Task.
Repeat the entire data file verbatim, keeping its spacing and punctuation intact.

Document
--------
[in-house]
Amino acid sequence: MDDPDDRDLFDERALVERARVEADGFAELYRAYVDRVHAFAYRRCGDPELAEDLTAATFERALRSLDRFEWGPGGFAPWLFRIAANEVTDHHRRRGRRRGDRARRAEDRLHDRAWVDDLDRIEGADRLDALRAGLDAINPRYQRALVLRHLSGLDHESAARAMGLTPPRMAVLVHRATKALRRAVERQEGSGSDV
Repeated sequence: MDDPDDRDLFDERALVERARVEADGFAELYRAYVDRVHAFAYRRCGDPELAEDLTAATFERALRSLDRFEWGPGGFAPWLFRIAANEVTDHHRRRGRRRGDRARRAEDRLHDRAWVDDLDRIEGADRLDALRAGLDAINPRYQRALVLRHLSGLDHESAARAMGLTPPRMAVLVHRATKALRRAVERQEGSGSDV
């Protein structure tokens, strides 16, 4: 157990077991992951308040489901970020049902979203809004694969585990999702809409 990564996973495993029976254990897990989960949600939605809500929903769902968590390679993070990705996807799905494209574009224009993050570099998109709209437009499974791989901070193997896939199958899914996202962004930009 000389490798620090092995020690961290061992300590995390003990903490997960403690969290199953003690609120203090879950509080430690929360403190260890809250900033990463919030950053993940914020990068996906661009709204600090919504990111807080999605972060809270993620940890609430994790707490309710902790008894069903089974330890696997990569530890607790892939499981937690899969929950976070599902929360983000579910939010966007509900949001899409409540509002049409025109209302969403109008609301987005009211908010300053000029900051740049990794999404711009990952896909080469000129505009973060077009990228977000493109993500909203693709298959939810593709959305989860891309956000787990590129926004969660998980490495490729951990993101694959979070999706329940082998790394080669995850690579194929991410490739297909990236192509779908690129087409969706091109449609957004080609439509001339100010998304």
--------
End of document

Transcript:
[in-house]
Amino acid sequence: MDDPDDRDLFDERALVERARVEADGFAELYRAYVDRVHAFAYRRCGDPELAEDLTAATFERALRSLDRFEWGPGGFAPWLFRIAANEVTDHHRRRGRRRGDRARRAEDRLHDRAWVDDLDRIEGADRLDALRAGLDAINPRYQRALVLRHLSGLDHESAARAMGLTPPRMAVLVHRATKALRRAVERQEGSGSDV
Repeated sequence: MDDPDDRDLFDERALVERARVEADGFAELYRAYVDRVHAFAYRRCGDPELAEDLTAATFERALRSLDRFEWGPGGFAPWLFRIAANEVTDHHRRRGRRRGDRARRAEDRLHDRAWVDDLDRIEGADRLDALRAGLDAINPRYQRALVLRHLSGLDHESAARAMGLTPPRMAVLVHRATKALRRAVERQEGSGSDV
């Protein structure tokens, strides 16, 4: 157990077991992951308040489901970020049902979203809004694969585990999702809409 990564996973495993029976254990897990989960949600939605809500929903769902968590390679993070990705996807799905494209574009224009993050570099998109709209437009499974791989901070193997896939199958899914996202962004930009 000389490798620090092995020690961290061992300590995390003990903490997960403690969290199953003690609120203090879950509080430690929360403190260890809250900033990463919030950053993940914020990068996906661009709204600090919504990111807080999605972060809270993620940890609430994790707490309710902790008894069903089974330890696997990569530890607790892939499981937690899969929950976070599902929360983000579910939010966007509900949001899409409540509002049409025109209302969403109008609301987005009211908010300053000029900051740049990794999404711009990952896909080469000129505009973060077009990228977000493109993500909203693709298959939810593709959305989860891309956000787990590129926004969660998980490495490729951990993101694959979070999706329940082998790394080669995850690579194929991410490739297909990236192509779908690129087409969706091109449609957004080609439509001339100010998304």